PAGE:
DFL trying to stay above national fray on Range

Minnesota House Speaker Melissa Hortman, center, House Majority Leader Ryan Winkler, left, and House Majority Whip Liz Olson hold a news conference at the state Capitol in St. Paul on Tuesday, May 7, 2019.

HIBBING — Democrats on the Iron Range have long held control of Minnesota’s mining region, but despite recent gains by Republicans — particularly in the Eighth Congressional District — party leadership still see themselves as a resilient force.

Speaking from the empty bleachers of the Hibbing Memorial Arena prior to a recent hockey game, House Majority Leader Ryan Winkler of Golden Valley described the different faces that have cycled through the Range delegation since he was elected in 2006: Tony Sertich of Chisholm was the majority leader, Tom Rukavina represented the Virginia district and David Dill in the northernmost district near Ely and International Falls.

“Two of them aren’t with us anymore, and one of them isn't in politics anymore,” Winkler said, referencing the recent deaths of Rukavina and Dill, in 2019 and 2015, respectively.

Sertich was replaced by former Rep. Carly Melin, who stepped back in 2016 when current Hibbing Rep. Julie Sandstede won the seat.

Rukavina left the Legislature for county government. His move opened the door for Jason Metsa, who prior to 2018 ran for Congress. Rep. Dave Lislegard of Aurora won the seat that year.

Rep. Rob Ecklund of International Falls won a special election following Dill’s death and has remained in the seat since.

“It’s great to see year in, year out, a new group of legislators who work hard to represent their district and know their district like the Iron Range legislators,” Winkler added.

That work, especially coming off the heels of a successful session for the Range last year, has the DFL looking past results in the Eighth District that has transformed overall since President Donald J. Trump was elected in 2016.

The GOP is riding that wave heading into 2020. If U.S. Rep. Pete Stauber wins his re-election bid, he will be the first Republican to win a second term in the district since 1944.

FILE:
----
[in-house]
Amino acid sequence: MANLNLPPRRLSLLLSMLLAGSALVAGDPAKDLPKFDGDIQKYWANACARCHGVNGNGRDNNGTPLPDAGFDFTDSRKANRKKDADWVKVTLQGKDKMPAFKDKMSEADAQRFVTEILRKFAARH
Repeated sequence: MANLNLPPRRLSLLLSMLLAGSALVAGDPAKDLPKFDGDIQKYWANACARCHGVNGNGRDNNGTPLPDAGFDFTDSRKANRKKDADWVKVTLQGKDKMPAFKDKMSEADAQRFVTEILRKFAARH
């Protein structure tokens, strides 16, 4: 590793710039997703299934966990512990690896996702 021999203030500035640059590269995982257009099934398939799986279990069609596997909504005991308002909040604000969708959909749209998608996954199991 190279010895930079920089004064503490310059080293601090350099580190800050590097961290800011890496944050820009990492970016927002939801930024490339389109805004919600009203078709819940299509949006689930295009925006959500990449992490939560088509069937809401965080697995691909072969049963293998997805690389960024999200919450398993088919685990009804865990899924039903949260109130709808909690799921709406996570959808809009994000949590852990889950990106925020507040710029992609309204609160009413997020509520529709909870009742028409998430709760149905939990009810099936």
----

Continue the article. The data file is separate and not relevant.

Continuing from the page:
Winkler said national politics will play a role in 2020, offering a lot of different on national issues, but statewide issues are more nuanced and impactful.

“When it comes to state politics, our job is to look after families and communities in Minnesota, and make sure families and communities are thriving,” he said, listing off education, health care and child care, among other things. “Up here we know a big part of that is mining, but it’s also a lot of other things.”

Within the DFL party, a divide exists over copper-nickel mining that has come to blows at times, but no anti-mining legislation was heard in the House last session. A few were introduced, Winkler said, but he pointed to relationship building as a key cog in the process of stopping those bills in their tracks.

He noted the freshman tour of the Iron Range led by Lislegard, which Winkler and House Speaker Melissa Hortman each attended. They toured United Taconite, PolyMet, the Port of Duluth and other areas of economic impact to the Range.

The first-hand experience opened the door for those who didn’t know much about the region and its biggest economic driver, and Winkler hopes it will translate into future sessions.

“In the Minnesota House DFL, we have made sure we are not pitting one part of the state against another, making sure the needs of the Iron Range are at the center of our agenda,” he said. “Nobody’s jobs are on the chopping block when it comes to our priorities.”


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